Digital life after death…It can appear like a morbid thought, but hey, isn’t our digital presence a kind of new capital that our relatives could inherit? Here’s a question by JD Lasica:
“What becomes of our online life, conversation, possessions (copyright), etc. after we dies? French law has taken this into account for digital content protected by intellectual property. But what about conversations, family photographs and other items?”
This video is pretty interesting: it displays some recent examples of how people dealt with death online, how parents managed their kids’ patrimony etc.
It’s astonishing to see how unready to death our social media are: no possibility to easily share all our accesses to someone we trust, no rule for that on Facebook. It’s like we were timeless, whereas only our ideas and digital footprints are.
Finally, social media are just following some Western attitudes towards death. I’d like to quote an analysis of Philippe Arriès’ book, The Hour of Our Death :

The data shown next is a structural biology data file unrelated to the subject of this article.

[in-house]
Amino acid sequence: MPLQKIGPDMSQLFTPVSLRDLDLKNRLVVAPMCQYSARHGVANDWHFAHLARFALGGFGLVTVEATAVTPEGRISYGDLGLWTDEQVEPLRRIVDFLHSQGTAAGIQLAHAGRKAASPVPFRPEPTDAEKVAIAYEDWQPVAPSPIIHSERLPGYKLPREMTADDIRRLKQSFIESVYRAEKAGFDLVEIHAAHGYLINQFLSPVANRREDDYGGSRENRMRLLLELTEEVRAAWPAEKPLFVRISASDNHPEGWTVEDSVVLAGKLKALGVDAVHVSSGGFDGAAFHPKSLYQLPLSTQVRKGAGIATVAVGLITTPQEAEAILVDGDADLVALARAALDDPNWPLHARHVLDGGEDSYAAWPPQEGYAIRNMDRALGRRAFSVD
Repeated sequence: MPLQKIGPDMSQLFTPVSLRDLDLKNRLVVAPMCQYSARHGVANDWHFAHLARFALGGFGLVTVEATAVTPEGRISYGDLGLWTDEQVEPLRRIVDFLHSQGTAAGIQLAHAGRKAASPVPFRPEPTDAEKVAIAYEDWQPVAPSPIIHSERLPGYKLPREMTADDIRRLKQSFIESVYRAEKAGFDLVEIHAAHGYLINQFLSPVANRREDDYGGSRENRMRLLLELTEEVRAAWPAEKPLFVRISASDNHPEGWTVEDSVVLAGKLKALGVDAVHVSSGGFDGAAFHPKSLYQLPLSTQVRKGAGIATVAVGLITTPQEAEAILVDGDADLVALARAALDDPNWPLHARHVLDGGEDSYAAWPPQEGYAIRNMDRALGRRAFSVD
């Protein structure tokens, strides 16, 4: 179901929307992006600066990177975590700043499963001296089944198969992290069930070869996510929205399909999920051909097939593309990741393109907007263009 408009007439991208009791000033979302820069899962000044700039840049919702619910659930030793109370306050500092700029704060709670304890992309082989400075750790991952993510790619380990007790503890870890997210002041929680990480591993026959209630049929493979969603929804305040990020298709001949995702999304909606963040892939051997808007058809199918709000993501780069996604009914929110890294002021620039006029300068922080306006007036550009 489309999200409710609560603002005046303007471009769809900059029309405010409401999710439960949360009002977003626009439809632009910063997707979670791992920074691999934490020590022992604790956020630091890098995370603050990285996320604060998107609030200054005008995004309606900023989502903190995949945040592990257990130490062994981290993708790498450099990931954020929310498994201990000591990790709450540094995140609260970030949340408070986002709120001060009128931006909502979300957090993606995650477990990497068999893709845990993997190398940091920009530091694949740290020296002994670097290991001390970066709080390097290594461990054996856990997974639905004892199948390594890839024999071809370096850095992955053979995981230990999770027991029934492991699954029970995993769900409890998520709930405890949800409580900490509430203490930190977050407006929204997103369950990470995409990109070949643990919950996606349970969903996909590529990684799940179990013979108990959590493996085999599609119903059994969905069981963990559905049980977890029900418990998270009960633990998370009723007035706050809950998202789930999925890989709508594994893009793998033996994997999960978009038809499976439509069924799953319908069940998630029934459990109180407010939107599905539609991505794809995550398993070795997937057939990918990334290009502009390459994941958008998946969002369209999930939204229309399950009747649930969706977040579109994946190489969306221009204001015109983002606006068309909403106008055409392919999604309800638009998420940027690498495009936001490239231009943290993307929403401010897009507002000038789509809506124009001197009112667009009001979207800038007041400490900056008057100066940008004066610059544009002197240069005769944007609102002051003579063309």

“hence the growing fear of the afterlife, new conceptions of the Last Judgment, and the first attempts (by Masses and other rituals) to guarantee a better life in the next world. In the 1500s attention shifted from the demise of the self to that of the loved one (as family supplants community), and by the nineteenth century death comes to be viewed as simply a staging post toward reunion in the hereafter. Finally, Ariès shows why death has become such an unendurable truth in our own century—how it has been nearly banished from our daily lives—and points out what may be done to “re-tame” this secret terror.”
I’d like to know more about what other cultures think of social media & death. I haven’t found any relevant thing in English and / or French. If you have an idea: comment !